During the talks at the South-controlled Peace House, the two sides failed to bridge the gaps over the issues of heightened tensions surrounding the Northern Limit Line, a de facto sea border, anti-Pyongyang leaflets and other sensitive issues.
After the unfruitful meeting, Seoul’s Unification Ministry announced that it had proposed holding the second round of high-level inter-Korean talks at Tongilgak, a building on the North Korean side of Panmunjeom, on Oct. 30.
The proposal was sent to the North two days earlier, but the North had yet to respond to it. During a surprise visit by the high-level North Korean delegation to the Incheon Asian Games on Oct. 4, the two sides agreed to resume high-level talks, which were last held in February.
The high-level military talks were held after Hwang Pyong-so, the director of the North Korean military’s General Political Bureau, sent a fax message to South Korea’s presidential National Security Office chief Kim Kwan-jin last Tuesday to hold “urgent talks.” The North’s proposal came shortly after the two sides traded fire following the North’s violation of the NLL.
“Both sides began the talks with hopes of improvement in the inter-Korean relations. But we remained poles apart over a set of issues and failed to narrow the gaps,” said Seoul’s Defense Ministry spokesperson Kim Min-seok.
|Yoo jeh-seung (second from left), deputy minister for policy at South Korea’s Defense Ministry, and Kim Yong-chol (second from right), director of North Korea’s Reconnaissance General Bureau, hold talks at the border village of Panmunjeom on Wednesday. (MND)|
During the talks that began at 10 a.m. and ended at 3:10 p.m., the North argued that the South Korean naval ships should not enter its “West Sea guard line.” It also demanded that South Korean activists stop sending balloons carrying anti-Pyongyang leaflets and South Korean media stop slandering the communist state.
In response, the South reiterated that the North should abide by the NLL, and that the government in a democratic society cannot regulate civilian activities and media, spokesperson Kim told reporters.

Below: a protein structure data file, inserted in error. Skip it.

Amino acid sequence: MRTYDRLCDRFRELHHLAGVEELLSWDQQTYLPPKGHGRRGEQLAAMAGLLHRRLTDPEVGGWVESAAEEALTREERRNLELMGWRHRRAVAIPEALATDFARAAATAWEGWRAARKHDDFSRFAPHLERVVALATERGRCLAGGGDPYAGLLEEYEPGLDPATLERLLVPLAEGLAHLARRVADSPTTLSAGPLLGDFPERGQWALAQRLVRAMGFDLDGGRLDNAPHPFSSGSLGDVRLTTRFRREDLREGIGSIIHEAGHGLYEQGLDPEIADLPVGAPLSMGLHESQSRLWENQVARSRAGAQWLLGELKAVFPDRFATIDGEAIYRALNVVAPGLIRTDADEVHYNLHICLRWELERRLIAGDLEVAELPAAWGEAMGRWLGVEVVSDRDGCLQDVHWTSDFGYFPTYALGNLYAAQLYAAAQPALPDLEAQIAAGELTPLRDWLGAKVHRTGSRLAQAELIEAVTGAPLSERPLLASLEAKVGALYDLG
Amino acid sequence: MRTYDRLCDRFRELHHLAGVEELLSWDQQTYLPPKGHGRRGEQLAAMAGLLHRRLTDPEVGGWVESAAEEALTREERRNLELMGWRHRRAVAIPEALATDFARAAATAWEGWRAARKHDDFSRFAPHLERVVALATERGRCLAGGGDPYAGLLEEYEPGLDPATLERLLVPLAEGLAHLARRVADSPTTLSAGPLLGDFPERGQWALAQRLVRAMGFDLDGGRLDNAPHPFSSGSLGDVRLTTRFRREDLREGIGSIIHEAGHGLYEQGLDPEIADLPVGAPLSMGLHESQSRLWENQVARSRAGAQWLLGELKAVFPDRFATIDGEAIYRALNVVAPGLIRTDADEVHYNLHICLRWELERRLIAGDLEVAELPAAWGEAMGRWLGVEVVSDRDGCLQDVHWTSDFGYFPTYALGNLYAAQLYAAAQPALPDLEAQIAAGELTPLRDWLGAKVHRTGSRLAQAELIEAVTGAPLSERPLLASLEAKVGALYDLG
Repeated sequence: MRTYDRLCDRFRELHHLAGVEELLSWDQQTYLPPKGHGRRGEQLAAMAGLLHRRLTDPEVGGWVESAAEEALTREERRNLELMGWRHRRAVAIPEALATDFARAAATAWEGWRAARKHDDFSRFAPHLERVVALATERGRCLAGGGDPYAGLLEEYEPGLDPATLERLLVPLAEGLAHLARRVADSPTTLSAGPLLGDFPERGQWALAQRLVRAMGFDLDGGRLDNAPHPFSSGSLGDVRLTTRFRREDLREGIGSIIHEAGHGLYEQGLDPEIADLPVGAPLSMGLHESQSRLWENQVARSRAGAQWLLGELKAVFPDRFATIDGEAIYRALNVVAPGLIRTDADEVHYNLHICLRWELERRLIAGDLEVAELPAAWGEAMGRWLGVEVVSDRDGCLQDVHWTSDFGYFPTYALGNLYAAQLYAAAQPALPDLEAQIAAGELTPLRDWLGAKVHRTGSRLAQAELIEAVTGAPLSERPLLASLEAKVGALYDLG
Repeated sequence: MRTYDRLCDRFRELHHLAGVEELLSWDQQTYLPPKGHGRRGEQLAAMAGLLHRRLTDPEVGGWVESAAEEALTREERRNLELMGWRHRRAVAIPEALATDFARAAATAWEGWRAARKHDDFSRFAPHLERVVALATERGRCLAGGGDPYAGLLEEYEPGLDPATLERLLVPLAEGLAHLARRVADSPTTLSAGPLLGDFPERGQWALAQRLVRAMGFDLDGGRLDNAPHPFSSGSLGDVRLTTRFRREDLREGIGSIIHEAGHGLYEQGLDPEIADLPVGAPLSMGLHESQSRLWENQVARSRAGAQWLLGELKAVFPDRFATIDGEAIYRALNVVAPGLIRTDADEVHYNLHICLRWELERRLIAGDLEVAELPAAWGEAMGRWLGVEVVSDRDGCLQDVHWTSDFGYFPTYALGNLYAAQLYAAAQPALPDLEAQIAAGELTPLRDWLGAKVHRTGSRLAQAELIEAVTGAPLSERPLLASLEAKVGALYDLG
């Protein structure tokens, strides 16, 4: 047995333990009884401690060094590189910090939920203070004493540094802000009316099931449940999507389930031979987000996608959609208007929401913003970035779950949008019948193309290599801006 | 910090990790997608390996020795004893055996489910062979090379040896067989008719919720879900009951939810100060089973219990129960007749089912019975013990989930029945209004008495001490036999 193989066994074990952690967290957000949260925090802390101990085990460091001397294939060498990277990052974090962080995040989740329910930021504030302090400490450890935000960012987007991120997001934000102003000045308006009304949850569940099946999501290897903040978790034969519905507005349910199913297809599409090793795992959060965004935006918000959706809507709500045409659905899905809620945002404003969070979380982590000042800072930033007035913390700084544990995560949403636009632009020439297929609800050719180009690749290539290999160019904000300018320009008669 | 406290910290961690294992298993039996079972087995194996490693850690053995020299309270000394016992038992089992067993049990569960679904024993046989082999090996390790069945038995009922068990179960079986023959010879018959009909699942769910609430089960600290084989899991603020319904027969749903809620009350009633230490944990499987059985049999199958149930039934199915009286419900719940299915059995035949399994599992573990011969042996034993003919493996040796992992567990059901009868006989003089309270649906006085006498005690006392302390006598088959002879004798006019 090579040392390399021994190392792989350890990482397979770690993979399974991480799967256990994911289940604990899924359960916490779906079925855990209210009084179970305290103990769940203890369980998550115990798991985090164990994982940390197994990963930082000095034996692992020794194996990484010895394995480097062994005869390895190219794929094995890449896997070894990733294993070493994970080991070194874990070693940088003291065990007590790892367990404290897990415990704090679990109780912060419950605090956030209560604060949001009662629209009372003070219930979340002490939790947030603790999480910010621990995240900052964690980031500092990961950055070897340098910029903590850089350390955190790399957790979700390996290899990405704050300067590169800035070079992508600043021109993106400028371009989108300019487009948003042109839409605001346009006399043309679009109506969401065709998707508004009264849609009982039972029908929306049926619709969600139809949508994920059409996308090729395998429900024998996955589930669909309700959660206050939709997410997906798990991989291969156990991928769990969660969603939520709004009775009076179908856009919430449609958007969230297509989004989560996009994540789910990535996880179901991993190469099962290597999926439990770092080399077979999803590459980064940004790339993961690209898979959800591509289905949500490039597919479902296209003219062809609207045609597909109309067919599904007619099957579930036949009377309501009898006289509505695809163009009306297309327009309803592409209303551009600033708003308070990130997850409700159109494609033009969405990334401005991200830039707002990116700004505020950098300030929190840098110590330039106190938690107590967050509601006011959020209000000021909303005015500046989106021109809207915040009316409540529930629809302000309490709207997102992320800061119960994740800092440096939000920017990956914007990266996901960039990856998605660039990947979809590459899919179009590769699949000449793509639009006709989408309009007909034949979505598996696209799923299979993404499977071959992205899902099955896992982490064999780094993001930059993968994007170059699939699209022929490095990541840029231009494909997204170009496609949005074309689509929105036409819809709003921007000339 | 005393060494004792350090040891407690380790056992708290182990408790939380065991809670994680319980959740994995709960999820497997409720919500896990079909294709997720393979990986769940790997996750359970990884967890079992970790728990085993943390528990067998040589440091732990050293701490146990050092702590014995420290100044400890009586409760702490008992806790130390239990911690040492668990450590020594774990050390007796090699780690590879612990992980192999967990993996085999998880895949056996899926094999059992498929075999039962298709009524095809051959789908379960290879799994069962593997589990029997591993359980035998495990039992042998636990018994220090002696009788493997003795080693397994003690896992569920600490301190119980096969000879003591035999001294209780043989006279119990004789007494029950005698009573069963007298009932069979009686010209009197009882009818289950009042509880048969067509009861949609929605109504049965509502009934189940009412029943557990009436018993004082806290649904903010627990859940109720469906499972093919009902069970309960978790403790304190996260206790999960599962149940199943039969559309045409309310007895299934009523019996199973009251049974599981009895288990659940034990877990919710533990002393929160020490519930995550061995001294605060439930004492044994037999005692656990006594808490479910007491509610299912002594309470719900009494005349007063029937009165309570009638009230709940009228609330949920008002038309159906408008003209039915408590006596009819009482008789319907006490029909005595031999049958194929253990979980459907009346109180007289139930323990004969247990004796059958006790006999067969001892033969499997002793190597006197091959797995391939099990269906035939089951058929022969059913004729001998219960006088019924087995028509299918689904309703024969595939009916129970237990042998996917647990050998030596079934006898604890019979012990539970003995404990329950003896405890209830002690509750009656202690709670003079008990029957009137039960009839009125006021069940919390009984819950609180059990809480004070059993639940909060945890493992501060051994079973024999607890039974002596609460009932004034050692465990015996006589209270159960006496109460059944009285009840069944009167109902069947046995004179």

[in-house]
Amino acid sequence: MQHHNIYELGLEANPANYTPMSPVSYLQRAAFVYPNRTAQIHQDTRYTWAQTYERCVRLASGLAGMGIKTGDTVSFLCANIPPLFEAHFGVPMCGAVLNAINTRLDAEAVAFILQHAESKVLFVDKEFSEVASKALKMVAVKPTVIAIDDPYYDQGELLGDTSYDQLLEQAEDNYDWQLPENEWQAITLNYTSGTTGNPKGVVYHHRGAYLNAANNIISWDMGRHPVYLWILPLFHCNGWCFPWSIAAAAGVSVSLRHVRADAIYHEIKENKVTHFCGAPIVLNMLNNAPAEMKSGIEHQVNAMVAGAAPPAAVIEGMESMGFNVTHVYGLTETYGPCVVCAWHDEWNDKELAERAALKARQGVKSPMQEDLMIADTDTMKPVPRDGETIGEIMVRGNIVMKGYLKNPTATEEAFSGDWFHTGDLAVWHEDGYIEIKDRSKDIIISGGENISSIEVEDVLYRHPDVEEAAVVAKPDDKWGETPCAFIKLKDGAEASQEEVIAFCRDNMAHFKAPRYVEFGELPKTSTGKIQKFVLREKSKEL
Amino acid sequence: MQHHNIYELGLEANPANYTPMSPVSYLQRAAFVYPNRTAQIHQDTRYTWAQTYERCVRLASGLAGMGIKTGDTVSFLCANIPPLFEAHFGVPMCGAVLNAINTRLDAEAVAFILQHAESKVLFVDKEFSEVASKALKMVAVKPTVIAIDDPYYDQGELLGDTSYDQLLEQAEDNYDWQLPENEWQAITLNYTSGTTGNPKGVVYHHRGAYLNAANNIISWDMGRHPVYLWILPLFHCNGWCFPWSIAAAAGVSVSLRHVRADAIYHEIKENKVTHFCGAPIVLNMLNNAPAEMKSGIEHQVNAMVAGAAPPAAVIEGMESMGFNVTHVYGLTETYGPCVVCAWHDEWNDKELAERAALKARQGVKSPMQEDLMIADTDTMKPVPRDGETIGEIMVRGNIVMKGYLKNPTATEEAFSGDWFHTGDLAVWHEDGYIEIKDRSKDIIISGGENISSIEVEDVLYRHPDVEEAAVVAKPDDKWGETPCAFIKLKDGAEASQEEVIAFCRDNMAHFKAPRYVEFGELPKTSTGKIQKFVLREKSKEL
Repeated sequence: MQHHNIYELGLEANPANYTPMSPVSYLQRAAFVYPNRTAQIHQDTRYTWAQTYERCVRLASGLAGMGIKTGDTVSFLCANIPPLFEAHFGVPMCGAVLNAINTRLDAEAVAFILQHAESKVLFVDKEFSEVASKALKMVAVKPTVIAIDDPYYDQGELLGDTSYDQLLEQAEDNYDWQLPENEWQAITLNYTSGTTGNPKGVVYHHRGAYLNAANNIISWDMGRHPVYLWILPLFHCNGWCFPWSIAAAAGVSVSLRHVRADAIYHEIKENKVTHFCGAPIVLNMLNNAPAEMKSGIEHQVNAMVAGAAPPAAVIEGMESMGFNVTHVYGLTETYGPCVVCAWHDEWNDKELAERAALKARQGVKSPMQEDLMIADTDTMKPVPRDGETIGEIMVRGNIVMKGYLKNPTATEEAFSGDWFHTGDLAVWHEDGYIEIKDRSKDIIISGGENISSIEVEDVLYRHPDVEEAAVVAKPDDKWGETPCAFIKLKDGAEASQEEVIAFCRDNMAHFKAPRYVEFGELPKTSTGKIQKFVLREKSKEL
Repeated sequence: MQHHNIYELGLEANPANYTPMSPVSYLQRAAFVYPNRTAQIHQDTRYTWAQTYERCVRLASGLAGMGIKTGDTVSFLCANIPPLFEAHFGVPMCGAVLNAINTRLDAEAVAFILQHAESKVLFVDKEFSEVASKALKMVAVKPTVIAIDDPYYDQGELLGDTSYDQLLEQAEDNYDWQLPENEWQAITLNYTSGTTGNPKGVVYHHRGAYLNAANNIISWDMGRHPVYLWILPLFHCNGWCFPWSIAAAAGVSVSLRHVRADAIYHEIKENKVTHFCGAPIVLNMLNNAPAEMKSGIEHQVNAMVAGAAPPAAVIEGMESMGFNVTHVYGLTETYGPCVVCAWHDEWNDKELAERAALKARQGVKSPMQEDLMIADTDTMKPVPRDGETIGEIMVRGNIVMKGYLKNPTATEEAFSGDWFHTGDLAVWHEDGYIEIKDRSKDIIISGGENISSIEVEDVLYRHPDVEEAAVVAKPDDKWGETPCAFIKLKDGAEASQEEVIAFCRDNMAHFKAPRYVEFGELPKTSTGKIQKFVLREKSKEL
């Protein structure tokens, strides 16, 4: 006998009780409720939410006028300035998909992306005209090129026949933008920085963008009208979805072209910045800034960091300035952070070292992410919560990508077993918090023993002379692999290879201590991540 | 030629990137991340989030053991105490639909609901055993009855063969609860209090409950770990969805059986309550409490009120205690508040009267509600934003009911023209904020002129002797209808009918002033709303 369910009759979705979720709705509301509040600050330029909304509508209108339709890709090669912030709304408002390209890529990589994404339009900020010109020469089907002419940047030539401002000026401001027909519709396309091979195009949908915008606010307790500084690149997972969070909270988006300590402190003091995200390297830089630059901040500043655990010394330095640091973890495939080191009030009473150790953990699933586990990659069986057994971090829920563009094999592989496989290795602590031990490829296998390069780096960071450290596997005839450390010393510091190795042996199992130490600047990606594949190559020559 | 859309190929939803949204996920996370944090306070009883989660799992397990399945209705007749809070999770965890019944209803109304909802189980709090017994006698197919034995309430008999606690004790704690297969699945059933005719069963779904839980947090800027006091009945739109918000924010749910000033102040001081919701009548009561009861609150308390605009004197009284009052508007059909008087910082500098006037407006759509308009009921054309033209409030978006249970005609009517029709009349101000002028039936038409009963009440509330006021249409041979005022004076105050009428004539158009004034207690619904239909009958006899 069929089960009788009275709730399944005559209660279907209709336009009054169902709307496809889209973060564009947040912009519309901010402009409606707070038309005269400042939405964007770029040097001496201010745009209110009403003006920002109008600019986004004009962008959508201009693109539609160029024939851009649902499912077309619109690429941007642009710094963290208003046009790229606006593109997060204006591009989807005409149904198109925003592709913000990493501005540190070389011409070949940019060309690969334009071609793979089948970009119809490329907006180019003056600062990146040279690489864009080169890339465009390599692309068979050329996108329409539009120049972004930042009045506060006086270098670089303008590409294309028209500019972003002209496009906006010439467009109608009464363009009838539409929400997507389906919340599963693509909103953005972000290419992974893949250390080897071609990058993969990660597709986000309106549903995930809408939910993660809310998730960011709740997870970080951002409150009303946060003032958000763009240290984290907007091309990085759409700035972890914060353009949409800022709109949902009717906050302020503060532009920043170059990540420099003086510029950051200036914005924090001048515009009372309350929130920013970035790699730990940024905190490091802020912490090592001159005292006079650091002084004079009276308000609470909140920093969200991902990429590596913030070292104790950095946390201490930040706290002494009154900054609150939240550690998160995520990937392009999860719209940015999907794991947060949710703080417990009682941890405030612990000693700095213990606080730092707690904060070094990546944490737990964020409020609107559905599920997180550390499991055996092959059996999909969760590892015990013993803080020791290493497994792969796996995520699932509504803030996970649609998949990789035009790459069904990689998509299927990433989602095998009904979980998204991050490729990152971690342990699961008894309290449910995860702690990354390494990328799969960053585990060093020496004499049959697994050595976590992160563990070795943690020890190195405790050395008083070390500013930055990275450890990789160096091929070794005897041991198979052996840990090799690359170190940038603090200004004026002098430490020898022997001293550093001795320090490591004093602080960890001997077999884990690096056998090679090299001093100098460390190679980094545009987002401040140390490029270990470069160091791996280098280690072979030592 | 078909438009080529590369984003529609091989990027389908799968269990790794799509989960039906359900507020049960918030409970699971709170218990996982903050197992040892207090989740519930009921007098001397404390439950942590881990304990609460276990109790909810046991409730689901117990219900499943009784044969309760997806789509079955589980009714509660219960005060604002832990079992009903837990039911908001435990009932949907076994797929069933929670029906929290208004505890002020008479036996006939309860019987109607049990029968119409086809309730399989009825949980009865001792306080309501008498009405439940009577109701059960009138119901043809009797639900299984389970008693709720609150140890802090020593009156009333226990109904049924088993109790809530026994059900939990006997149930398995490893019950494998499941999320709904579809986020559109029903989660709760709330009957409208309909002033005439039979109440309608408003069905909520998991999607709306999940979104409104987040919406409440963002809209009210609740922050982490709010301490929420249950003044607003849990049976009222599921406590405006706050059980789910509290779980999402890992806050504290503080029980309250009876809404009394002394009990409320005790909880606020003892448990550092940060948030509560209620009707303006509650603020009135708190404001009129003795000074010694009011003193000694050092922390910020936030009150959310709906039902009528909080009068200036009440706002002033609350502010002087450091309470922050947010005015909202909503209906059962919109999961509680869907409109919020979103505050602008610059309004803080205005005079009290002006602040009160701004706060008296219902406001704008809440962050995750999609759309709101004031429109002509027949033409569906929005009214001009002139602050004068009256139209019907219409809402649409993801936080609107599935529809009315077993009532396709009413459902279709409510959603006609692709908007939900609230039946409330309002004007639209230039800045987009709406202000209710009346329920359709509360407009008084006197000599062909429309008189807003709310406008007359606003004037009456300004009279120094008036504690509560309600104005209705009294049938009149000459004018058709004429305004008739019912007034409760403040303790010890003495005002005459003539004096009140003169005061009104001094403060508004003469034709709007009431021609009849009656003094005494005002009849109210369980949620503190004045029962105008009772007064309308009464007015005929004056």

At the talks, the South Korean delegation was led by Yoo Jeh-seung, deputy ministry for policy at the Defense Ministry, while the North Korean side was headed by Kim Yong-chol, the director of the Reconnaissance General Bureau, the North’s core military spy agency.
Last Friday, the North fired hundreds of shots with heavy machine guns, aiming them at the balloons South Korean activists had floated from areas near the inter-Korean border. Some of the shots landed in South Korea’s civilian access control area, which caused the South to fire back.
The balloons carried leaflets intended to awaken North Korean people about the brutality of the regime, radios, $1 bills and other items. Pyongyang has criticized Seoul for turning a blind eye to the leaflets, which it says undermine its “supreme dignity,” while Seoul argues that it cannot regulate civilian activities.
As for the NLL, the two Koreas have remained at odds over the maritime demarcation. The North has long disputed the line, claiming that it should be redrawn further south as it was unilaterally drawn by the U.S.-led U.N. Command after the end of the 1950-53 Korean War.
Wednesday’s meeting was the first inter-Korean military meeting since the Park Geun-hye administration took office in February 2013. The two Koreas last held general-level talks in December 2007 and working-level military talks in February 2011.
By Song Sang-ho (firstname.lastname@example.org)